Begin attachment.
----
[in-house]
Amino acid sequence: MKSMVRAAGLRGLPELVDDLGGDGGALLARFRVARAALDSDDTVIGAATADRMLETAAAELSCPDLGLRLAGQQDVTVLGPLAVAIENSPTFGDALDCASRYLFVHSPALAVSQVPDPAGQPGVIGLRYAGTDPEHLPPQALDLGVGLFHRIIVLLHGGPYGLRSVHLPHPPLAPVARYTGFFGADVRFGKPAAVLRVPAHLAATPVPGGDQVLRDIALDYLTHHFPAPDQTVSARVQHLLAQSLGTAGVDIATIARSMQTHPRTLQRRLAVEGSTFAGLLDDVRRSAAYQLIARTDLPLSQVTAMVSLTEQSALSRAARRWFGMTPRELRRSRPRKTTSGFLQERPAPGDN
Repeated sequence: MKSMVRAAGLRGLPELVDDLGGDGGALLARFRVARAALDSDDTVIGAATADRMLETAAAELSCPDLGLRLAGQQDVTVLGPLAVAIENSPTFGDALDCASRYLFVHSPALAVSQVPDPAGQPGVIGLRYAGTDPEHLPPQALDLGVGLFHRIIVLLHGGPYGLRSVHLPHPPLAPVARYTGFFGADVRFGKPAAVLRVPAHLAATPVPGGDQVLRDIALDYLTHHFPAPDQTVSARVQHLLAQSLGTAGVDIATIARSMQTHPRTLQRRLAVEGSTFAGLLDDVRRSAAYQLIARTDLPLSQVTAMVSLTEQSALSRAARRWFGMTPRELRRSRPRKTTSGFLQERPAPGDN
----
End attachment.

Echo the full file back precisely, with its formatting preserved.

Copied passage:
[in-house]
Amino acid sequence: MKSMVRAAGLRGLPELVDDLGGDGGALLARFRVARAALDSDDTVIGAATADRMLETAAAELSCPDLGLRLAGQQDVTVLGPLAVAIENSPTFGDALDCASRYLFVHSPALAVSQVPDPAGQPGVIGLRYAGTDPEHLPPQALDLGVGLFHRIIVLLHGGPYGLRSVHLPHPPLAPVARYTGFFGADVRFGKPAAVLRVPAHLAATPVPGGDQVLRDIALDYLTHHFPAPDQTVSARVQHLLAQSLGTAGVDIATIARSMQTHPRTLQRRLAVEGSTFAGLLDDVRRSAAYQLIARTDLPLSQVTAMVSLTEQSALSRAARRWFGMTPRELRRSRPRKTTSGFLQERPAPGDN
Repeated sequence: MKSMVRAAGLRGLPELVDDLGGDGGALLARFRVARAALDSDDTVIGAATADRMLETAAAELSCPDLGLRLAGQQDVTVLGPLAVAIENSPTFGDALDCASRYLFVHSPALAVSQVPDPAGQPGVIGLRYAGTDPEHLPPQALDLGVGLFHRIIVLLHGGPYGLRSVHLPHPPLAPVARYTGFFGADVRFGKPAAVLRVPAHLAATPVPGGDQVLRDIALDYLTHHFPAPDQTVSARVQHLLAQSLGTAGVDIATIARSMQTHPRTLQRRLAVEGSTFAGLLDDVRRSAAYQLIARTDLPLSQVTAMVSLTEQSALSRAARRWFGMTPRELRRSRPRKTTSGFLQERPAPGDN